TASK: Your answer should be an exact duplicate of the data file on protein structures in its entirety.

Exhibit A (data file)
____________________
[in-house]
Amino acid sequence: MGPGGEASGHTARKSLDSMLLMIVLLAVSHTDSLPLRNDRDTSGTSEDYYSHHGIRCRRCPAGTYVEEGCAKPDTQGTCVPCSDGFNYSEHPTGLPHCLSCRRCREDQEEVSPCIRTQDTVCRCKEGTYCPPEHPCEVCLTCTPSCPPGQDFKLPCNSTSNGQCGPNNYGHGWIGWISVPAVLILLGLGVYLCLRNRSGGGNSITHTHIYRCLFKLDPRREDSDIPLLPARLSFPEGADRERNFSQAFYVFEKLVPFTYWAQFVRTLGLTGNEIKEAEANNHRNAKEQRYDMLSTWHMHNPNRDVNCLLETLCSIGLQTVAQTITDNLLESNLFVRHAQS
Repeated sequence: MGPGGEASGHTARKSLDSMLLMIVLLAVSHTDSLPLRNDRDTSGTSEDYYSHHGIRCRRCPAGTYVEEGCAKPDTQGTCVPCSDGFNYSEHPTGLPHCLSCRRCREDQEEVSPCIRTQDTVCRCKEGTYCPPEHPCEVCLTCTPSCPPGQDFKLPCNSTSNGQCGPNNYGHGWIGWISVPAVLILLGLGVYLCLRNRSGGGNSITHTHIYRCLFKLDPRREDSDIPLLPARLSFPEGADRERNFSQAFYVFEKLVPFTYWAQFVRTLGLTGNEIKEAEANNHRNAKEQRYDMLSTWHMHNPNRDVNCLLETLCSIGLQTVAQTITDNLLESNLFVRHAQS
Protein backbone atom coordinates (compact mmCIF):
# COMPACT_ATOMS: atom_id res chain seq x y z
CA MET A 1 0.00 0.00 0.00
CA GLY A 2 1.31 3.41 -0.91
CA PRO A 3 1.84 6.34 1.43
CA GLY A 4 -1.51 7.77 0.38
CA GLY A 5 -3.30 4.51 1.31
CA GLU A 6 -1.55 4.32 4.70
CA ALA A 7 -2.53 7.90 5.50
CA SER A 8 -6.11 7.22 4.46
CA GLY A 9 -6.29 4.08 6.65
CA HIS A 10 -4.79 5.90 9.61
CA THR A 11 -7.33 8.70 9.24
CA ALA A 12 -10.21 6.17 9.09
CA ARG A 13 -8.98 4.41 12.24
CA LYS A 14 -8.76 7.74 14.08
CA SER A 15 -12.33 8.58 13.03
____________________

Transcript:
[in-house]
Amino acid sequence: MGPGGEASGHTARKSLDSMLLMIVLLAVSHTDSLPLRNDRDTSGTSEDYYSHHGIRCRRCPAGTYVEEGCAKPDTQGTCVPCSDGFNYSEHPTGLPHCLSCRRCREDQEEVSPCIRTQDTVCRCKEGTYCPPEHPCEVCLTCTPSCPPGQDFKLPCNSTSNGQCGPNNYGHGWIGWISVPAVLILLGLGVYLCLRNRSGGGNSITHTHIYRCLFKLDPRREDSDIPLLPARLSFPEGADRERNFSQAFYVFEKLVPFTYWAQFVRTLGLTGNEIKEAEANNHRNAKEQRYDMLSTWHMHNPNRDVNCLLETLCSIGLQTVAQTITDNLLESNLFVRHAQS
Repeated sequence: MGPGGEASGHTARKSLDSMLLMIVLLAVSHTDSLPLRNDRDTSGTSEDYYSHHGIRCRRCPAGTYVEEGCAKPDTQGTCVPCSDGFNYSEHPTGLPHCLSCRRCREDQEEVSPCIRTQDTVCRCKEGTYCPPEHPCEVCLTCTPSCPPGQDFKLPCNSTSNGQCGPNNYGHGWIGWISVPAVLILLGLGVYLCLRNRSGGGNSITHTHIYRCLFKLDPRREDSDIPLLPARLSFPEGADRERNFSQAFYVFEKLVPFTYWAQFVRTLGLTGNEIKEAEANNHRNAKEQRYDMLSTWHMHNPNRDVNCLLETLCSIGLQTVAQTITDNLLESNLFVRHAQS
Protein backbone atom coordinates (compact mmCIF):
# COMPACT_ATOMS: atom_id res chain seq x y z
CA MET A 1 0.00 0.00 0.00
CA GLY A 2 1.31 3.41 -0.91
CA PRO A 3 1.84 6.34 1.43
CA GLY A 4 -1.51 7.77 0.38
CA GLY A 5 -3.30 4.51 1.31
CA GLU A 6 -1.55 4.32 4.70
CA ALA A 7 -2.53 7.90 5.50
CA SER A 8 -6.11 7.22 4.46
CA GLY A 9 -6.29 4.08 6.65
CA HIS A 10 -4.79 5.90 9.61
CA THR A 11 -7.33 8.70 9.24
CA ALA A 12 -10.21 6.17 9.09
CA ARG A 13 -8.98 4.41 12.24
CA LYS A 14 -8.76 7.74 14.08
CA SER A 15 -12.33 8.58 13.03